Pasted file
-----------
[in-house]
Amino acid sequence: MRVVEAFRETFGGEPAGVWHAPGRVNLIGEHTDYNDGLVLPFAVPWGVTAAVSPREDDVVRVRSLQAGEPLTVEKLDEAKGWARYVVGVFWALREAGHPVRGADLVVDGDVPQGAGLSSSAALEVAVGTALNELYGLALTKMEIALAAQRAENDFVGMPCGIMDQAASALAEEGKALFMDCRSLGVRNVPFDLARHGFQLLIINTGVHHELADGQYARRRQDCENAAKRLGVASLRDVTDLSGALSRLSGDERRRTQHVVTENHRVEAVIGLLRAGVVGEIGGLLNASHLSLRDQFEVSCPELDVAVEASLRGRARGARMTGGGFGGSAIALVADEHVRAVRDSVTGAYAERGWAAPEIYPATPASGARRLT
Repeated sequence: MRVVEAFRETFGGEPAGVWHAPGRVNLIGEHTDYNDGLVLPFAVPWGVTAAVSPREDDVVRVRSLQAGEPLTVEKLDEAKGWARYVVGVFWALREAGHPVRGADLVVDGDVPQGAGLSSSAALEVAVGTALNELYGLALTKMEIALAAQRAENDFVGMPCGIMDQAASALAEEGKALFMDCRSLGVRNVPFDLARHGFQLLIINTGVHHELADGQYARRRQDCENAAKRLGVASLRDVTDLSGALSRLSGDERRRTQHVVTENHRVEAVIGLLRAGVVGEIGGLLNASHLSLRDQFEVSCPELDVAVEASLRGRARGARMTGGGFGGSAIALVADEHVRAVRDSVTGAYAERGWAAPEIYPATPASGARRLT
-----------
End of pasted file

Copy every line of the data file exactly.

[in-house]
Amino acid sequence: MRVVEAFRETFGGEPAGVWHAPGRVNLIGEHTDYNDGLVLPFAVPWGVTAAVSPREDDVVRVRSLQAGEPLTVEKLDEAKGWARYVVGVFWALREAGHPVRGADLVVDGDVPQGAGLSSSAALEVAVGTALNELYGLALTKMEIALAAQRAENDFVGMPCGIMDQAASALAEEGKALFMDCRSLGVRNVPFDLARHGFQLLIINTGVHHELADGQYARRRQDCENAAKRLGVASLRDVTDLSGALSRLSGDERRRTQHVVTENHRVEAVIGLLRAGVVGEIGGLLNASHLSLRDQFEVSCPELDVAVEASLRGRARGARMTGGGFGGSAIALVADEHVRAVRDSVTGAYAERGWAAPEIYPATPASGARRLT
Repeated sequence: MRVVEAFRETFGGEPAGVWHAPGRVNLIGEHTDYNDGLVLPFAVPWGVTAAVSPREDDVVRVRSLQAGEPLTVEKLDEAKGWARYVVGVFWALREAGHPVRGADLVVDGDVPQGAGLSSSAALEVAVGTALNELYGLALTKMEIALAAQRAENDFVGMPCGIMDQAASALAEEGKALFMDCRSLGVRNVPFDLARHGFQLLIINTGVHHELADGQYARRRQDCENAAKRLGVASLRDVTDLSGALSRLSGDERRRTQHVVTENHRVEAVIGLLRAGVVGEIGGLLNASHLSLRDQFEVSCPELDVAVEASLRGRARGARMTGGGFGGSAIALVADEHVRAVRDSVTGAYAERGWAAPEIYPATPASGARRLT